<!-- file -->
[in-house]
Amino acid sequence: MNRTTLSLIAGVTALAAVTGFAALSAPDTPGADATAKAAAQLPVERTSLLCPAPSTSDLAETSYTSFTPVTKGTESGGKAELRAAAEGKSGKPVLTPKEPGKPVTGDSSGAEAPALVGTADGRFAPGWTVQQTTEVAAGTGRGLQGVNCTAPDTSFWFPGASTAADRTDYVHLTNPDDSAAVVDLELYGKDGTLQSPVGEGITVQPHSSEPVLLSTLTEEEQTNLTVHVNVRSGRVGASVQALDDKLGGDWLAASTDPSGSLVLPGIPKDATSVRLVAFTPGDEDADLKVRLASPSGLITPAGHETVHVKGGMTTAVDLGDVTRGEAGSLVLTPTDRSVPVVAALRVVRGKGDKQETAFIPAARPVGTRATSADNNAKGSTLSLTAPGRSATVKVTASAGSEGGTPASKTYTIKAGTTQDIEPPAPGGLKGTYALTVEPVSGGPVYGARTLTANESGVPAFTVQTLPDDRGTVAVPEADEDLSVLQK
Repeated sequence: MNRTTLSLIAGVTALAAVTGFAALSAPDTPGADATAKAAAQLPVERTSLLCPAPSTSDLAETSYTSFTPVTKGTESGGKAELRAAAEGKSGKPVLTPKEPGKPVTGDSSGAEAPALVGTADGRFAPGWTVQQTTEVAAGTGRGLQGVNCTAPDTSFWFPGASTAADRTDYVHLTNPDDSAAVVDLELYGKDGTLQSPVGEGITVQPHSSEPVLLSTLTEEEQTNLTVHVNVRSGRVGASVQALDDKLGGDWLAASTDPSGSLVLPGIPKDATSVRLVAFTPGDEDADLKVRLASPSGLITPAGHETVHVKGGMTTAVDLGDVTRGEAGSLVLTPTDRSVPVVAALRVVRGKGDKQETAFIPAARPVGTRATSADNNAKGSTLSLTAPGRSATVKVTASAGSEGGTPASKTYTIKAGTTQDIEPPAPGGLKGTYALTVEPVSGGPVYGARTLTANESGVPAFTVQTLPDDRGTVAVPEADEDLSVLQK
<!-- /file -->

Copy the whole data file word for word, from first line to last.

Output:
[in-house]
Amino acid sequence: MNRTTLSLIAGVTALAAVTGFAALSAPDTPGADATAKAAAQLPVERTSLLCPAPSTSDLAETSYTSFTPVTKGTESGGKAELRAAAEGKSGKPVLTPKEPGKPVTGDSSGAEAPALVGTADGRFAPGWTVQQTTEVAAGTGRGLQGVNCTAPDTSFWFPGASTAADRTDYVHLTNPDDSAAVVDLELYGKDGTLQSPVGEGITVQPHSSEPVLLSTLTEEEQTNLTVHVNVRSGRVGASVQALDDKLGGDWLAASTDPSGSLVLPGIPKDATSVRLVAFTPGDEDADLKVRLASPSGLITPAGHETVHVKGGMTTAVDLGDVTRGEAGSLVLTPTDRSVPVVAALRVVRGKGDKQETAFIPAARPVGTRATSADNNAKGSTLSLTAPGRSATVKVTASAGSEGGTPASKTYTIKAGTTQDIEPPAPGGLKGTYALTVEPVSGGPVYGARTLTANESGVPAFTVQTLPDDRGTVAVPEADEDLSVLQK
Repeated sequence: MNRTTLSLIAGVTALAAVTGFAALSAPDTPGADATAKAAAQLPVERTSLLCPAPSTSDLAETSYTSFTPVTKGTESGGKAELRAAAEGKSGKPVLTPKEPGKPVTGDSSGAEAPALVGTADGRFAPGWTVQQTTEVAAGTGRGLQGVNCTAPDTSFWFPGASTAADRTDYVHLTNPDDSAAVVDLELYGKDGTLQSPVGEGITVQPHSSEPVLLSTLTEEEQTNLTVHVNVRSGRVGASVQALDDKLGGDWLAASTDPSGSLVLPGIPKDATSVRLVAFTPGDEDADLKVRLASPSGLITPAGHETVHVKGGMTTAVDLGDVTRGEAGSLVLTPTDRSVPVVAALRVVRGKGDKQETAFIPAARPVGTRATSADNNAKGSTLSLTAPGRSATVKVTASAGSEGGTPASKTYTIKAGTTQDIEPPAPGGLKGTYALTVEPVSGGPVYGARTLTANESGVPAFTVQTLPDDRGTVAVPEADEDLSVLQK